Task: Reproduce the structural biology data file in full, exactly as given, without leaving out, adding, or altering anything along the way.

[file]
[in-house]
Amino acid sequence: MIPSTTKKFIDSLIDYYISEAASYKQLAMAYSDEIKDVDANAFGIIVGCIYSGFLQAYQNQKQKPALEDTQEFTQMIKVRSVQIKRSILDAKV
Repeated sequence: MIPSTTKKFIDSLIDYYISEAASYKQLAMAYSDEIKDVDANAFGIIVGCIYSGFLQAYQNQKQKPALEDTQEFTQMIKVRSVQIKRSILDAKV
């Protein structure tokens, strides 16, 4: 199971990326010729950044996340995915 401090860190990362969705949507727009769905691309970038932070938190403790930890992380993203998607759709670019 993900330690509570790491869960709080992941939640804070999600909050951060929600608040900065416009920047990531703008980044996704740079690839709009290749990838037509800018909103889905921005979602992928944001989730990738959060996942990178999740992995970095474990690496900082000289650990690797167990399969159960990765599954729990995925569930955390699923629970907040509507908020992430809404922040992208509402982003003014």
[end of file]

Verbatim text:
[in-house]
Amino acid sequence: MIPSTTKKFIDSLIDYYISEAASYKQLAMAYSDEIKDVDANAFGIIVGCIYSGFLQAYQNQKQKPALEDTQEFTQMIKVRSVQIKRSILDAKV
Repeated sequence: MIPSTTKKFIDSLIDYYISEAASYKQLAMAYSDEIKDVDANAFGIIVGCIYSGFLQAYQNQKQKPALEDTQEFTQMIKVRSVQIKRSILDAKV
């Protein structure tokens, strides 16, 4: 199971990326010729950044996340995915 401090860190990362969705949507727009769905691309970038932070938190403790930890992380993203998607759709670019 993900330690509570790491869960709080992941939640804070999600909050951060929600608040900065416009920047990531703008980044996704740079690839709009290749990838037509800018909103889905921005979602992928944001989730990738959060996942990178999740992995970095474990690496900082000289650990690797167990399969159960990765599954729990995925569930955390699923629970907040509507908020992430809404922040992208509402982003003014």